Fig. 3. Knockdown of PKM2 and IR induce A549 cell autophagy. A549 cells were transfected with, or without, pshRNA-Con or pshRNA-PKM2 for 48h and treated with, or without, 3-MA for 1h. Subsequently, the cells were subjected to IR, and 2h later, the presence of autophagic vacuoles and autolysosomes in A549 cells was determined by EM and the relative levels of LC3-I, LC3-II, AKT, ERK1/2, and control β-actin expression and AKT, ERK1/2, GSK3β, PDK1 phosphorylation were determined by Western blot assays using specific antibodies. Data are representative images and expressed as mean values of the relative levels of target protein to control in individual groups of cells from three separate experiments. The relative levels of target protein to control in mock-treated cells were designated as 1. (A) EM analysis of autophagic vacuoles and autophagosomes. Black arrows point to autophagic vacuoles and autophagosomes in the cytoplasma of A549 cells. (B) Western blot analysis of LC3-I and LC3-II expression. The values indicate the ratios of the relative levels of LC3-II to LC3-I in individual groups. (C) Western blotting analysis of individual signal events. The values indicate the relative levels of target protein to control β-actin in individual groups of cell

Fig. 4. The impact of 3-MA or/and V-ZAD on cell viability, colony formation, apoptosis and autophagy in A549 cells. A549 cells were transfected with, or without, pshRNACon or pshRNA-PKM2 for 48h and pre-treated with, or without, 3-MA or V-ZAD for 1h, respectively. Subsequently, the cells were subjected to IR. Twenty-four hours later and two weeks, the viability, apoptosis, and colony formation were determined. Two hours after treatment, autophagy and the relative levels of LC3-I and LC3-II expression in different groups of cells were determined. Data are representative images and expressed as mean%±SD of individual groups of cells from three separate experiments. (A) The percentages of viable cells. (B) The capacity of cell colony formation. (C) Quantitative analysis of apoptotic cells. (D) Western blot analysis of LC3-I and LC3-II expression. The values indicate the ratios of LC3-II to LC3-I in individual groups of cells. * p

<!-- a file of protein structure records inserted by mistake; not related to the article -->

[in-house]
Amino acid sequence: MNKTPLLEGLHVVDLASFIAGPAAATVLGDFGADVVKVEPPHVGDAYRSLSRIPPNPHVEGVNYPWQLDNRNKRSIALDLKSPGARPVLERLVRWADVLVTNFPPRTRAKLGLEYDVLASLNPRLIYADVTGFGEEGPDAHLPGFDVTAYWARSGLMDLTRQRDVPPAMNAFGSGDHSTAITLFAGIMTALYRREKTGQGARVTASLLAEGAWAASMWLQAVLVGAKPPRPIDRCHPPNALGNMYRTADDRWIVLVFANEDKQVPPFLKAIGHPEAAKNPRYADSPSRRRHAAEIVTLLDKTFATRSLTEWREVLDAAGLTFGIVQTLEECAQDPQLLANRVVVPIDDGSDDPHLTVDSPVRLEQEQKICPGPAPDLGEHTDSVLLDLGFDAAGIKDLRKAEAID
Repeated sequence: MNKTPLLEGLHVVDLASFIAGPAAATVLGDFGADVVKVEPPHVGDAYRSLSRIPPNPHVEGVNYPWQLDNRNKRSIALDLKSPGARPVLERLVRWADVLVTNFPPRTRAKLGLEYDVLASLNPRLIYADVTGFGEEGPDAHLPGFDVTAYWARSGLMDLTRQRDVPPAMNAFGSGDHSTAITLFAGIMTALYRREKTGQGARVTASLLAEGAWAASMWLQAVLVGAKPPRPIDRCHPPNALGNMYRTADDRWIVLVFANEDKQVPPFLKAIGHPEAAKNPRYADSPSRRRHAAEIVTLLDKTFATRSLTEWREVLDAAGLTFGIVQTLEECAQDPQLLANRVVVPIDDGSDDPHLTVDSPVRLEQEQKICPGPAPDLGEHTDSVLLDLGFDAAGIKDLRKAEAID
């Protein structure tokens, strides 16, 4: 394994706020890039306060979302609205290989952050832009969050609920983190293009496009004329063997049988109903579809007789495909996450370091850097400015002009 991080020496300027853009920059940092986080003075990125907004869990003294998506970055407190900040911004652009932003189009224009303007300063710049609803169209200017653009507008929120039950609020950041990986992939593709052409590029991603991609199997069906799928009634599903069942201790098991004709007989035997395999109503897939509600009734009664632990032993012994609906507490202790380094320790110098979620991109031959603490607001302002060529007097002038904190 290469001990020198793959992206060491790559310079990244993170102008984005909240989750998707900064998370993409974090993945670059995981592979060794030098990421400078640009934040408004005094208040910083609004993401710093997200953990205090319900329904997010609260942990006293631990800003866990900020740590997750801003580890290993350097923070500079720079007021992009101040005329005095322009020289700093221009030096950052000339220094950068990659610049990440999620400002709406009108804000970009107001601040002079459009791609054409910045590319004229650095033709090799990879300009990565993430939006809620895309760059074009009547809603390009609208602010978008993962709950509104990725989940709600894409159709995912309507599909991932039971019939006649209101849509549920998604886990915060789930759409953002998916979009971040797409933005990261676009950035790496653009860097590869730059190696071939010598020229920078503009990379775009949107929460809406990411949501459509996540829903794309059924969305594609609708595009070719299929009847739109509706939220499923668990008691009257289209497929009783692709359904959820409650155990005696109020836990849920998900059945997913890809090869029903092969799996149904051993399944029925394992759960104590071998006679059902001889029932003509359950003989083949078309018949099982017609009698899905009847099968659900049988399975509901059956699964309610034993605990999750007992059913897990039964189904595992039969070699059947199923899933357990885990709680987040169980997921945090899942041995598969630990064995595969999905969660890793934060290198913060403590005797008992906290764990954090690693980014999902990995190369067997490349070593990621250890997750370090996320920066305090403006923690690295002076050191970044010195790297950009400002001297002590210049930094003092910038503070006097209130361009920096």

Fig. 5. Treatment with pshRNA-PKM2 enhances the IR-inhibited growth of implanted tumors in mice. The nude mice were inoculated with A549 cells and when the tumor grew at 50mm3 in one dimension, the mice were randomized and treated with vehicle (PS), plasmid of pshRNA-Con or pshRNA-PKM2 alone or IR (4Gy×7f) alone or in combination with pshRNA-PKM2 and IR, respectively. The body weights and tumor growths of individual mice were monitored longitudinally. At the end of the in vivo experiment, the tumor tissues were dissected out and the frequency of apoptotic cells, the presence of autophagosomes and the expression of PKM2 were determined by TUNEL, EM and immunohistochemistry, respectively. Data are representative images or expressed as mean±SD of individual groups of mice (n=6 per group). (A) The body weights of mice. (B and C) The tumor growth curve of implanted tumors and the log-transformed tumor growth curve of implanted tumors in mice. (D) Quantitative analysis of the frequency of apoptotic cells.(E) EM analysis of autophagy. (F)The expression of PKM2.(G) Quantitative analysis of PKM2 expression.The cells with brown cytoplasma were considered as positive anti-PKM2 staining and the percentage of PKM2-positive cells was obtained by dividing the numbers of the PKM2-positive cells by the total number of cancer cells in the same field.